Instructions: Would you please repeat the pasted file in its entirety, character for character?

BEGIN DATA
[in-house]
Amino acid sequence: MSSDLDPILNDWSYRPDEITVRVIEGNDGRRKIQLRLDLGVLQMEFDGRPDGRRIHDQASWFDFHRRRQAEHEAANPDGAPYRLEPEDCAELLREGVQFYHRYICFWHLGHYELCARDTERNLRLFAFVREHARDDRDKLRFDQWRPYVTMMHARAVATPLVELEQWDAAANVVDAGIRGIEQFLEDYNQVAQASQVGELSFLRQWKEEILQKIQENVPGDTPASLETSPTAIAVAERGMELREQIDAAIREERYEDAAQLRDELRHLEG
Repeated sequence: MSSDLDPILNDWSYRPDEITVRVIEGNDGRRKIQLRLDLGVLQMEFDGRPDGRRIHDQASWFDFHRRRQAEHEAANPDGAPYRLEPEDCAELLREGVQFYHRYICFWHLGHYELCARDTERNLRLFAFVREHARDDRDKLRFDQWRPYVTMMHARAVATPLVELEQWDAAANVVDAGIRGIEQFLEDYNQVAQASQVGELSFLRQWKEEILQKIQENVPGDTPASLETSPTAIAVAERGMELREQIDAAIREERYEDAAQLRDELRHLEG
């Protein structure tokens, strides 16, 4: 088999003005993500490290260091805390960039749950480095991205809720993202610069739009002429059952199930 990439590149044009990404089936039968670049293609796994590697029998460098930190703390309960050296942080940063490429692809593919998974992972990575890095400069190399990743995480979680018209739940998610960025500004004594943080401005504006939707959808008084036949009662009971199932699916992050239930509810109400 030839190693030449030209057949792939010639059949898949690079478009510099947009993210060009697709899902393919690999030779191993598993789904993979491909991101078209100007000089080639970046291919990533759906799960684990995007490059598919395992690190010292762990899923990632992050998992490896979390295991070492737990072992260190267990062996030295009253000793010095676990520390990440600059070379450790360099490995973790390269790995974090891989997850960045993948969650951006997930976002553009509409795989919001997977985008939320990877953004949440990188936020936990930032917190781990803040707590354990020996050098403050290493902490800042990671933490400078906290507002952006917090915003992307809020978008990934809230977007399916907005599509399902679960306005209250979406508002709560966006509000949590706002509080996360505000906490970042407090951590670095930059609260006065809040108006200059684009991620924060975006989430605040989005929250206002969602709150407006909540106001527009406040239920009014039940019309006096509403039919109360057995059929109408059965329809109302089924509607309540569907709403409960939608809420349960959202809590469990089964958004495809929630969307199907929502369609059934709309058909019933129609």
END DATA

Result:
[in-house]
Amino acid sequence: MSSDLDPILNDWSYRPDEITVRVIEGNDGRRKIQLRLDLGVLQMEFDGRPDGRRIHDQASWFDFHRRRQAEHEAANPDGAPYRLEPEDCAELLREGVQFYHRYICFWHLGHYELCARDTERNLRLFAFVREHARDDRDKLRFDQWRPYVTMMHARAVATPLVELEQWDAAANVVDAGIRGIEQFLEDYNQVAQASQVGELSFLRQWKEEILQKIQENVPGDTPASLETSPTAIAVAERGMELREQIDAAIREERYEDAAQLRDELRHLEG
Repeated sequence: MSSDLDPILNDWSYRPDEITVRVIEGNDGRRKIQLRLDLGVLQMEFDGRPDGRRIHDQASWFDFHRRRQAEHEAANPDGAPYRLEPEDCAELLREGVQFYHRYICFWHLGHYELCARDTERNLRLFAFVREHARDDRDKLRFDQWRPYVTMMHARAVATPLVELEQWDAAANVVDAGIRGIEQFLEDYNQVAQASQVGELSFLRQWKEEILQKIQENVPGDTPASLETSPTAIAVAERGMELREQIDAAIREERYEDAAQLRDELRHLEG
């Protein structure tokens, strides 16, 4: 088999003005993500490290260091805390960039749950480095991205809720993202610069739009002429059952199930 990439590149044009990404089936039968670049293609796994590697029998460098930190703390309960050296942080940063490429692809593919998974992972990575890095400069190399990743995480979680018209739940998610960025500004004594943080401005504006939707959808008084036949009662009971199932699916992050239930509810109400 030839190693030449030209057949792939010639059949898949690079478009510099947009993210060009697709899902393919690999030779191993598993789904993979491909991101078209100007000089080639970046291919990533759906799960684990995007490059598919395992690190010292762990899923990632992050998992490896979390295991070492737990072992260190267990062996030295009253000793010095676990520390990440600059070379450790360099490995973790390269790995974090891989997850960045993948969650951006997930976002553009509409795989919001997977985008939320990877953004949440990188936020936990930032917190781990803040707590354990020996050098403050290493902490800042990671933490400078906290507002952006917090915003992307809020978008990934809230977007399916907005599509399902679960306005209250979406508002709560966006509000949590706002509080996360505000906490970042407090951590670095930059609260006065809040108006200059684009991620924060975006989430605040989005929250206002969602709150407006909540106001527009406040239920009014039940019309006096509403039919109360057995059929109408059965329809109302089924509607309540569907709403409960939608809420349960959202809590469990089964958004495809929630969307199907929502369609059934709309058909019933129609």